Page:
Knowing The Enemy: The Rationale Behind Medical History
Everybody get sick at least one in his life. This is a fact and can be taken as one of the unwritten rules of life that everyone, from the CEO of some globe-spanning multinational to the homeless bum at the corner begging for some spare change, has to abide by. Of course, when the average person gets sick, they normally consult a doctor for medical treatment. In some cases, doctors can get annoying when they drill people about their medical history, though people are only annoyed because they can't quite grasp the various reasons that doctors have for asking the “annoying question.” The truth is that doctors ask those questions for a variety of reasons, most of which are inevitably tied in to your health. The first reason doctors ask about a person's medical history is to get a better idea of the background of the complaint.
If a person complains about pain in the knee or lower back pain, the doctor's questions would be designed to inquire about previous injuries or medical conditions that might be the root cause of the pain. A person with a history of injuries to the back may think that his pain was caused by a torn muscle, but it might also be related to one of his old injuries being compromised or acting up. By giving the doctor a better idea of the circumstances that afflicted areas have been in before, he can get an idea of what the root of the problem is. That, in turn, gives him a better view of how best to go about fixing the problem. Drug tolerance might also play a role in the questions doctors ask.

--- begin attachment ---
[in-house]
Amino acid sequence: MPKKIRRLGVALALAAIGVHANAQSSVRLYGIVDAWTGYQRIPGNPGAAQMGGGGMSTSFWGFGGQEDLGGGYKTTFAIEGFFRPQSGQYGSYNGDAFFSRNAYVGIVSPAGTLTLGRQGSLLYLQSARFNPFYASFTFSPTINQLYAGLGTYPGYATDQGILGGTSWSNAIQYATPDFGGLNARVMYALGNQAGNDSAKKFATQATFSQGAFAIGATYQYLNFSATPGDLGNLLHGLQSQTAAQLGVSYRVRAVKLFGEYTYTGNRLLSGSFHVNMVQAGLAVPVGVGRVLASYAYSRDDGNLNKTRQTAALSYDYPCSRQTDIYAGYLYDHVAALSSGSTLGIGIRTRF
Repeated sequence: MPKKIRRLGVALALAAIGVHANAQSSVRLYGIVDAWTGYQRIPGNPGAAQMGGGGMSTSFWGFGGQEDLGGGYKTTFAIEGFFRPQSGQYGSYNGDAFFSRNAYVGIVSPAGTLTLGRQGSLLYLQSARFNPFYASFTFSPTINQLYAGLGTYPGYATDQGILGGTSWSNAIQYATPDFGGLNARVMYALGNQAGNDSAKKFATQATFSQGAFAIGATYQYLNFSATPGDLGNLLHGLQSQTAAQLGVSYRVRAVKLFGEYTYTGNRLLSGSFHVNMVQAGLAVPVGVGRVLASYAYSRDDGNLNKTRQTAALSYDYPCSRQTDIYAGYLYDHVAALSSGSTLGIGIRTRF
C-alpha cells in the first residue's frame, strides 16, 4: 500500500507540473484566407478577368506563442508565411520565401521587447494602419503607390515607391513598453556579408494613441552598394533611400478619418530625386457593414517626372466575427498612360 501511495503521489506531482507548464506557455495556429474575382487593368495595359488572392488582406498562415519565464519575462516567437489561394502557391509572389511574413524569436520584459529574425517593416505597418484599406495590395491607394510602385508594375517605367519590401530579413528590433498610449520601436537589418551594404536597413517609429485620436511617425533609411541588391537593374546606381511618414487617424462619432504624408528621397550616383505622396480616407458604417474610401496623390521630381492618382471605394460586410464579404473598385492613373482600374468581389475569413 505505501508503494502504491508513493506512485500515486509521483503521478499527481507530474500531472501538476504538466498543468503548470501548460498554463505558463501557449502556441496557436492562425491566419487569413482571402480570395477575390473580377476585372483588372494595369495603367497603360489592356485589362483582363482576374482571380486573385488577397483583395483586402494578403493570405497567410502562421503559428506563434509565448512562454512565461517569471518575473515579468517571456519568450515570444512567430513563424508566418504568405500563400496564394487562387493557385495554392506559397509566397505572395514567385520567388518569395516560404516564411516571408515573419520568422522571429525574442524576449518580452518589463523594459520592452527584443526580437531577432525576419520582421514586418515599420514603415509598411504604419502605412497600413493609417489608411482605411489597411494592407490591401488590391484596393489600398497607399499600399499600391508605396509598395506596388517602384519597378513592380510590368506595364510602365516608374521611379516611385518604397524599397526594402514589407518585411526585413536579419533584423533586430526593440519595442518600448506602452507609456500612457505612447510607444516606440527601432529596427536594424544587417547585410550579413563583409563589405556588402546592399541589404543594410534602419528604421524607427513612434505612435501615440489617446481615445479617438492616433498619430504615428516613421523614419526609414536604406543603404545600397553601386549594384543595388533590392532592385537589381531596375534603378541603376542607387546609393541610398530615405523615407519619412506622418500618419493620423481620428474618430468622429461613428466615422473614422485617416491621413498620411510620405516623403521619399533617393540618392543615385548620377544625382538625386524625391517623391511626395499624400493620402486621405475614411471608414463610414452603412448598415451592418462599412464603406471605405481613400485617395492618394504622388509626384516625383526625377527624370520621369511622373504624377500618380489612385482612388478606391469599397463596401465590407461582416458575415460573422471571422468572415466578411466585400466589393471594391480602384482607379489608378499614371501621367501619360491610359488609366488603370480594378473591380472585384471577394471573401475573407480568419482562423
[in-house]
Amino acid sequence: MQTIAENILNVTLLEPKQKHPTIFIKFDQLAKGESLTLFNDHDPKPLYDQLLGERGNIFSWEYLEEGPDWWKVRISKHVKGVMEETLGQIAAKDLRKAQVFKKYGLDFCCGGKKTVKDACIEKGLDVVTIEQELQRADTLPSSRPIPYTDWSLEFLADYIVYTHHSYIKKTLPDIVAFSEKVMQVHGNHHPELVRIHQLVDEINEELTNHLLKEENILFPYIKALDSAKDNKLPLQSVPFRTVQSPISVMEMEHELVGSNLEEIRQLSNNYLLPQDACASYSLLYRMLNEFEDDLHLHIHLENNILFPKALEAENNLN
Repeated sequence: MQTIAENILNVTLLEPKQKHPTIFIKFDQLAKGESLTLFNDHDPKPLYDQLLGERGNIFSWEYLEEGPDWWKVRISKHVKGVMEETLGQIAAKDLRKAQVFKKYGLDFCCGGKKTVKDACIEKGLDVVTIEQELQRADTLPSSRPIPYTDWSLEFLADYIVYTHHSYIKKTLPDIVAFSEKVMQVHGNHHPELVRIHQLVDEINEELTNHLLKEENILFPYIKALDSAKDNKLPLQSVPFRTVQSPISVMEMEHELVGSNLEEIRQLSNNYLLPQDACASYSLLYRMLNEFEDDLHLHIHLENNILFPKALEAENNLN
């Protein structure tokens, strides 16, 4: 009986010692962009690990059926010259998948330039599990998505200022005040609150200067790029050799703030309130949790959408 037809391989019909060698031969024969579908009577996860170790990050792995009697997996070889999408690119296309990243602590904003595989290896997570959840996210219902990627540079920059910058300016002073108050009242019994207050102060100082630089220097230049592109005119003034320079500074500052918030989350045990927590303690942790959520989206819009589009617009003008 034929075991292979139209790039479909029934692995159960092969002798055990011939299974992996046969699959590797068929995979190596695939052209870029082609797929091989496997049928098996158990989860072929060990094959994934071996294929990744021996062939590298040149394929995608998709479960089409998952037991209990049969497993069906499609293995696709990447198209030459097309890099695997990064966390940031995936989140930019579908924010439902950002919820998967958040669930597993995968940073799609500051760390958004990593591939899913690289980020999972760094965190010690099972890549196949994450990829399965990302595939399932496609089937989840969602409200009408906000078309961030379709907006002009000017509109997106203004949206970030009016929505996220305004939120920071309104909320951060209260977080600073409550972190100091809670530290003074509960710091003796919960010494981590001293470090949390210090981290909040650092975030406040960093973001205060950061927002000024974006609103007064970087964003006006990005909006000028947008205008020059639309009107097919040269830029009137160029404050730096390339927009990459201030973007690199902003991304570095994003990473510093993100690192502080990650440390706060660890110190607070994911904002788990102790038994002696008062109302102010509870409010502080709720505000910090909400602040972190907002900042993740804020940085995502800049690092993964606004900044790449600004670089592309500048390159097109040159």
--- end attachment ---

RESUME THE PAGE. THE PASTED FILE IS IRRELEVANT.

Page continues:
The human body, is a remarkable little device. It is capable of adapting to nearly any situation you can think of, and some that you can't. When the body is exposed to a drug or substance that it hasn't encountered before, the medication is almost guaranteed to have an immediate effect. Depending on the chemical composition, the effect may last for the long-term or not. However, the more the body is exposed to that particular drug, the better able it is to resist what the drug does. Thus, drug tolerance builds in the body and, eventually, the drug in question becomes ineffective in the original doses and would require larger doses to have any appreciable effect. Doctors need to know if a drug has been prescribed several times before, to minimize the chances of giving a patient a prescription that is unlikely to actually work. They may also choose to use the same drug, but adjust the dose appropriately. A person's medical history can also contain other bits of information that the doctor might need or find useful. For example, some drugs such as penicillin have been known to illicit allergic reactions out of people.
While allergies can come and go with age, most doctors would prefer to use a drug that a patient has had no previous allergic reaction to. Also, family history can be useful for doctors in diagnosing the problem. Since some illnesses can be inherited, it would be best if a doctor was aware of a patient potentially carrying the risk of developing illnesses like diabetes. Finally, in the event that a surgery has to be conducted, having detailed records of a patient's previous surgical procedures would be useful for the surgeon, if only to avoid damaging what was repaired by the last surgeon.
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